Are you as patient with yourself as you are with your children?

Patience is a topic we usually reserve for our relationship with our children. Developing patience in the face of screaming babies, whining toddlers, dawdling preschoolers, forgetful grade schoolers and headstrong teenagers can be considered the tour de force of motherhood. Once you’ve mastered patience, so many other things fall into place. Not only can you enjoy peace amid the insanity as the “eye of the storm,” but you can actually help your children with whatever it was that was driving you crazy in the first place.

But what about developing patience for yourself as the mother of these demanding creatures? Do you work as hard at having patience with yourself as you do at having patience with your children? Do you try to be as kind and as merciful? Just as it damages our relationship with our children when we fly off the handle at every misbehavior and mistake they make, we damage our own self-esteem when we refuse to treat ourselves benevolently.

And why is that, anyway? Is it because we’re all “grown up” that we expect ourselves to always do everything right and be able to handle the almost insurmountable responsibilities of motherhood without a glitch? If you stop to think about it, it’s really quite preposterous — especially if you are a new mother who didn’t receive much “training” during your growing up years.

Like the backup system on a computer that is constantly scanning and saving information on a hard drive, my brain is constantly scanning the “cache” of responsibilities that I consider to fall under my jurisdiction as a mother. But unlike a computer, I have a lot of emotion wrapped up in tracking these responsibilities, and sometimes the sheer enormity of it all can feel quite heavy.

I thought I’d share the list with you today for two reasons: 1) to validate the feeling you have of sometimes being overwhelmed, and 2) to make it as obvious as possible that an enormous amount of patience is required for every mother trying to figure this stuff out.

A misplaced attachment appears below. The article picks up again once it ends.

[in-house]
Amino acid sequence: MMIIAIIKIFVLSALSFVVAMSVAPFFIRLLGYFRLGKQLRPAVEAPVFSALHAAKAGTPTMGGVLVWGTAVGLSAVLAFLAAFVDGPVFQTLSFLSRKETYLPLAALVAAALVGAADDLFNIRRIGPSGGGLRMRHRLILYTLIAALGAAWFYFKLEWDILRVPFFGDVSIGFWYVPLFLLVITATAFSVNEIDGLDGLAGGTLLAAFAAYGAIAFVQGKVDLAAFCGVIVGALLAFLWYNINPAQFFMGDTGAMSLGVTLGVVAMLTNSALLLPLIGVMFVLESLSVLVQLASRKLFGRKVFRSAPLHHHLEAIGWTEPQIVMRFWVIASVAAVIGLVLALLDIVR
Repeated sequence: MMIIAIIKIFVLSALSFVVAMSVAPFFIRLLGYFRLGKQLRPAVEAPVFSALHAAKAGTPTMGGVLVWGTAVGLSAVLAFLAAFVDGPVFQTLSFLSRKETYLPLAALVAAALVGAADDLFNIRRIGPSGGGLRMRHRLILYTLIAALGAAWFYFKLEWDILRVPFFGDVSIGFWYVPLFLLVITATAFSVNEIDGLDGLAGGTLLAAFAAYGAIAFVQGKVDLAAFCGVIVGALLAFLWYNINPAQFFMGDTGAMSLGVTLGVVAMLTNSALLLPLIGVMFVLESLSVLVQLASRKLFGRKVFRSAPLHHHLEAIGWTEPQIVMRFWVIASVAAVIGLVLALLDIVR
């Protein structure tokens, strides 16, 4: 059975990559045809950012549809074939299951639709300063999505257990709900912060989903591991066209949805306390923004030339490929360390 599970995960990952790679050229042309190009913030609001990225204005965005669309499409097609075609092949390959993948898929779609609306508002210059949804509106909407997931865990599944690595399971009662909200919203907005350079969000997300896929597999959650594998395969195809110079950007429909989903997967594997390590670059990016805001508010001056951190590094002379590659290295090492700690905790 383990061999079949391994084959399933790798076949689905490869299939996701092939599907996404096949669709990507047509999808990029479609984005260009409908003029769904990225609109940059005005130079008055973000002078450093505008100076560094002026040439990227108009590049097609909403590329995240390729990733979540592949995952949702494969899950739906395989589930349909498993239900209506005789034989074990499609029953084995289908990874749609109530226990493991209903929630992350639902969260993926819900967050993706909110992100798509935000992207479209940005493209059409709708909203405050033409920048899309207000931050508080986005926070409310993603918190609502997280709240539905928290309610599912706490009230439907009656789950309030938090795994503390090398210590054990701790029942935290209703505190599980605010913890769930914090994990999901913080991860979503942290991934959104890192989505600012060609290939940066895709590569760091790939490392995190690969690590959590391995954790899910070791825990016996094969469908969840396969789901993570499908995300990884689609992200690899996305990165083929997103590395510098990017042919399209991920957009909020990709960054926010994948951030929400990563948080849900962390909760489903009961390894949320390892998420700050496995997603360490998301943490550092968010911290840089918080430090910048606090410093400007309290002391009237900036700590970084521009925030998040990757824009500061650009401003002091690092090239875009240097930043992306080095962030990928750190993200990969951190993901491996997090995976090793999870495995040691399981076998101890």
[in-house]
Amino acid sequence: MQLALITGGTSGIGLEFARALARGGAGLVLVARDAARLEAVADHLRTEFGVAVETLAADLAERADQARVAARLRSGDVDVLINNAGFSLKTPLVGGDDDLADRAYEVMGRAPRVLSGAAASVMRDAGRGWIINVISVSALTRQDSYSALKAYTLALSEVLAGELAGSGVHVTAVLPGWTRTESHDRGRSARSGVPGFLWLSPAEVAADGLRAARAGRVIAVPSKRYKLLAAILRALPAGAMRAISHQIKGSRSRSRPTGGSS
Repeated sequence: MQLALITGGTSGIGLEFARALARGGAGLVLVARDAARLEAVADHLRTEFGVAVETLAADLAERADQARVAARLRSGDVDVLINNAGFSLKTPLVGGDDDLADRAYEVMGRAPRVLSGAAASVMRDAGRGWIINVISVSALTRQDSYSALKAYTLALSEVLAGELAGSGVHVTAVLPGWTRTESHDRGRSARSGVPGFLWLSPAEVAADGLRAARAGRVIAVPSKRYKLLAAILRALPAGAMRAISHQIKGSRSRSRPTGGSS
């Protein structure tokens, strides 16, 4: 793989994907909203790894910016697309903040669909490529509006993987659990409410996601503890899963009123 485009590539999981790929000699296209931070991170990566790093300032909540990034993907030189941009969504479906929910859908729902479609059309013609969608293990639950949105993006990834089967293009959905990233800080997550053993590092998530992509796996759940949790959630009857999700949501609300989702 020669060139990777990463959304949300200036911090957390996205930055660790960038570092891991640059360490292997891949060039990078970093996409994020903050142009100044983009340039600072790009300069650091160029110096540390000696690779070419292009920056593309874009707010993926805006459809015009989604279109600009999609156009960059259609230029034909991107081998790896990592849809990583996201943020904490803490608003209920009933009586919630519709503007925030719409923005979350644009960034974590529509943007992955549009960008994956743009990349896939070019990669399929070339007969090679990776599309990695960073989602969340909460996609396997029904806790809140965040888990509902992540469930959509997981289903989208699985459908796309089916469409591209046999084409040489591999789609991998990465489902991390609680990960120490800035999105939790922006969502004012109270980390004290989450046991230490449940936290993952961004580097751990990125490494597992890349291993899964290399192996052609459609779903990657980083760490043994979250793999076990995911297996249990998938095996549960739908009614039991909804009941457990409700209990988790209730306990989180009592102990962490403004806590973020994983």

It is by no means exhaustive, but here’s the list. (I’m sure you could add to it with your own concerns and areas of importance.)


  • helping your children develop good habits of nutrition, sleep, and exercise
  • taking them to doctor and dental appointments
  • getting their hair cut
  • shopping for needed seasonal clothing
  • teaching them basic hygiene and sex education
  • dealing with special allergies or other dietary needs
  • handling bigger physical or emotional issues that require medication or treatments


  • helping them choose good friends
  • teaching them how to be a good friend
  • guiding them in the process of figuring out their talents and passions
  • nurturing their self-esteem
  • aiding good relationships with siblings
  • teaching them resilience, self-discipline, responsibility, manners, stress management, anger management, money management, time management, and a gazillion other life skills


  • choosing how and where to have them educated (home school, charter school, public school, montessori school)
  • helping them with homework and projects
  • keeping up on all the paperwork that comes home from school
  • volunteering in the school
  • communicating with teachers and attending school events
  • choosing the right classes and teachers at the high school level
  • SAT/ACT preparation
  • choosing colleges and filling out applications
  • figuring out college financing and housing


  • attending a house of worship together and trying to instill the values of your faith through extended education, conversations at home, service to others, and personal daily worship

And that’s just the kids! What about the home? There’s meal planning, shopping and preparing. Daily, weekly and monthly housecleaning. Regular home and car maintenance. Laundry, de-cluttering, organizing, decorating, budgeting, and the list goes on and on.

I don’t mean to suggest that you carry all of this on your own. Hopefully you have a spouse or other “helpers” in your life that are shouldering some of this burden with you. But even with all the support in the world, can you see why it might be reasonable to have a little patience with yourself as you try to get these things down?

So as you gear up for that next inevitable toddler tantrum, try to reserve some of your emotional stamina for the time you screw up today — because it’s bound to happen. And as you become the eye in the storm for yourself, not only will you feel a greater sense of peace and acceptance, you’ll be showing your children how to do it too.

QUESTION: Are you as patient with yourself as you are with your children? Why or why not?

CHALLENGE: Try practicing as much patience for yourself today as you do your children.

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